To solve the problem of restraining among supervisors, Sergiovanni and Starratt, in 1998, came up with a proposal to develop a system of supervision that integrates several elements of supervision including summative evaluation. Direct involvement of supervisors would not be necessary for this system because it would cycle professional teachers within a specified period of time say, three to five years while they receive a formal evaluation in all aspects of teaching and learning. A cycle of formal evaluation would require some proof of professional growth. The proposals by Sergiovani and Starrat have dominated modern supervision practices whereby, supervision place emphasis on professional growth rather than the clinical supervision procedures (Harris, 1986).

Several issues and trends continue to emerge in the field of supervision and evaluation of instruction in school environment. These issues impact each other either positively or negatively. To start with, there is the issue of teachers being supervised using test results. Teachers are directly held responsible for increasing the scores of students, therefore, supervisors including district administrators are using the results of the tests to determine the competence of individual teachers and in case that the whole school is performing poorly, competence of all teachers is scrutinized (Glanz, J. and Neville, R. F., 1997). Glanz and Neville further argue that, “judgment from this approach has led to numerous efforts by teachers to develop professionally.” However, in some districts, the use of test results has led to public blaming of teachers for their low performance. Involvement of teachers in supervision and designing the program for supervision and curriculum is another concern. In teachers’ career development, these developments are supposed to be part of teacher involvement in leadership. This issue brings out a conflict on the nature of supervision that should be done to teachers, thereby leading to formal appraisal of experienced teachers to be done once in five years. Whatever approaches are used in supervision; it has greatly been influenced by the focus on test results that reflect on student learning and by the demand that attention is given to learning of all students. This implies that supervision focuses mainly on investigation of teaching activities rather than autonomous confirmation of student learning. Student learning as used by supervisors, continues to be used to address the plight of students with special needs and low performers. Teachers and supervisors are supposed to take the roles of providing practices that enhance quality learning and responsibility among learners.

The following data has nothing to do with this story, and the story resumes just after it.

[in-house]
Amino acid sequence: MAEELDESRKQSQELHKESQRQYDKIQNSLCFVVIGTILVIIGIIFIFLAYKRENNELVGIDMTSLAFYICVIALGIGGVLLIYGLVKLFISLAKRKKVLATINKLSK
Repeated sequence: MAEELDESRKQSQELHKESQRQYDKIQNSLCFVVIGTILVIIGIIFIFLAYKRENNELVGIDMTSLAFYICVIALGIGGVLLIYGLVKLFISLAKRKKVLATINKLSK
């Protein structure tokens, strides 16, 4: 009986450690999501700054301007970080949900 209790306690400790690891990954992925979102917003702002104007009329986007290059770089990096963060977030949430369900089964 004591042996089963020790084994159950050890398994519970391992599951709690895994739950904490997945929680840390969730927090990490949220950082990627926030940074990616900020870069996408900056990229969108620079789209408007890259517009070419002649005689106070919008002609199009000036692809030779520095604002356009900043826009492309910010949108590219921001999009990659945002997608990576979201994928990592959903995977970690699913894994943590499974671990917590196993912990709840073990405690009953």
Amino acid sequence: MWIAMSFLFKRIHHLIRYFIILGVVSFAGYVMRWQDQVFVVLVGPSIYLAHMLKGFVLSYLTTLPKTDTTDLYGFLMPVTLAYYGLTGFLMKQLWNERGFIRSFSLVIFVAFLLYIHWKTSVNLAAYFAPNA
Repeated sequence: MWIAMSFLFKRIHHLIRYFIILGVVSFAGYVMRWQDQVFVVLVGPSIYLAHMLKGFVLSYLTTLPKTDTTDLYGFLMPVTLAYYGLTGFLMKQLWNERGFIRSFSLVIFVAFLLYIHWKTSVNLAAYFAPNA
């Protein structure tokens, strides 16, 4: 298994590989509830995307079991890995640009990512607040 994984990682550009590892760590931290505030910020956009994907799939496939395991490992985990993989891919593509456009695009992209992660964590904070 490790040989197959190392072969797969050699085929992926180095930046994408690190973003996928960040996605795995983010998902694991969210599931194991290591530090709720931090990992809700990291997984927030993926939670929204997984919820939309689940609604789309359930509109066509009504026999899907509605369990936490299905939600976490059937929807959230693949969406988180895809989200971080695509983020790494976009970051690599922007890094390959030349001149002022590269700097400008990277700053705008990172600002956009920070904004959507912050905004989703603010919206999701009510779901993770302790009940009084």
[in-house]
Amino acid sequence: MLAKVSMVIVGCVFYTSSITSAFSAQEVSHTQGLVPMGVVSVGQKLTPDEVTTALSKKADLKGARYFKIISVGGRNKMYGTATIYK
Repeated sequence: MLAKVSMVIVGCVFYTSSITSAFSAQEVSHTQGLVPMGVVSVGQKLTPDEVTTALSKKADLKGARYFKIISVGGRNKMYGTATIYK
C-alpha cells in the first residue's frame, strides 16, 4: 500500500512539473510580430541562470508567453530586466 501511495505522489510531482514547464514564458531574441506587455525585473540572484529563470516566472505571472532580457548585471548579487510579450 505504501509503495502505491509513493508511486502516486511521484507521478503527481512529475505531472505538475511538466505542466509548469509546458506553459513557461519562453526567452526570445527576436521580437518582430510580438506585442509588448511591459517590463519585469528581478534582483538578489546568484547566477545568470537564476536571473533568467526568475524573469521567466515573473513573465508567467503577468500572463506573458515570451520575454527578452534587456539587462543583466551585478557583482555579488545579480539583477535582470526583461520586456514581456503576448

According to Blumburg (1980), some issues in the field of supervision and instruction need to be addressed or at least be given considerable attention. In order to approach the big agenda of renewing the school system, systems of supervision at all levels need to integrate their goals and priorities. Policies that have been tested and bring accountability need to address the realities that go on in the classroom and the society. Another issue is the supervisors’ approach to the view of knowledge. Some think that knowledge is something to be delivered while others think it has to be constructed over time by learners in real contexts. Hypothesis about knowledge and its misuse which is rarely spoken of has an impact on how teachers and supervisors approach learning and teaching processes. Another issue that is related to this is the question of the extent to which schools and classrooms should accommodate culture, gender, race and intellectual differences of learners (Firth, G. R., and Pajak, F., 1998).

The future trends of supervision and curriculum instruction are whether the present and past principles will continue to be used. Majority of the scholars and practitioners have proposed that the work of supervision be integrated with other administrative and professional roles. For instance, principals acting as instructional leaders in schools should be added the responsibility of maintaining high-quality standards thereby, eradicating the use of the word supervision (Connelly, F. M., He, M. F., & Phillion, J., (2008).

Reference list

Anderson, H. and Snyder, J. (1993). Clinical Supervision: Coaching for Enhanced Performance. Lancaster, PA: Technomic Publications.

Blumburg, A. (1980). Supervisors and Teachers: A Private Cold War, 2nd edition. Berkeley: McCutcheon.

Cogan, M. (1973). Clinical Supervision. Boston: Houghton-Mifflin.

Connelly, F. M., He, M. F., & Phillion, J. (Eds.). (2008). The SAGE handbook of curriculum and instruction. Los Angeles, CA: Sage Publications.

Firth, G. R., and Pajak, F. (1998). Handbook of Research on School Supervision. New York: Macmillan.

Garman, N. (1986). “Reflection, the Heart of Clinical Supervision: A Modern Rational for Practice.” Journal of Curriculum and Supervision 2 (1):1–24.

Garman, N. and Glickman, C. (1987). “Conflicting Conceptions of Clinical Supervision and the Enhancement of Professional Growth and Renewal: Point and Counterpoint.” Journal of Curriculum and Supervision 2 (2):152–177.

Glanz, J. and Neville, R. F. (1997). Educational Supervision: Perspectives, Issues, and Controversies. Norwood, MA: Christopher Gordon Publishers.

Glatthorn, A. A., Boschee, F., & Whitehead, B. M. (2009). Curriculum leadership: Strategies for development and implementation (2nd ed.). Los Angeles, CA: Sage Publications.

Goldhammer, R. (1969). Clinical Supervision. New York: Holt, Rinehart and Winston.

Harris, B. (1986). Developmental Teacher Evaluation. Boston: Allyn and Bacon.

Marshall, K. (2009). Rethinking teacher supervision and evaluation: How to work smart, build collaboration, and close the achievement gap. San Francisco, CA: Jossey- Bass.

Nolan, J & Hoover, L. A. (2008). Teacher supervision & evaluation: Theory into practice (2nd ed.). Hoboken, NJ: Wiley.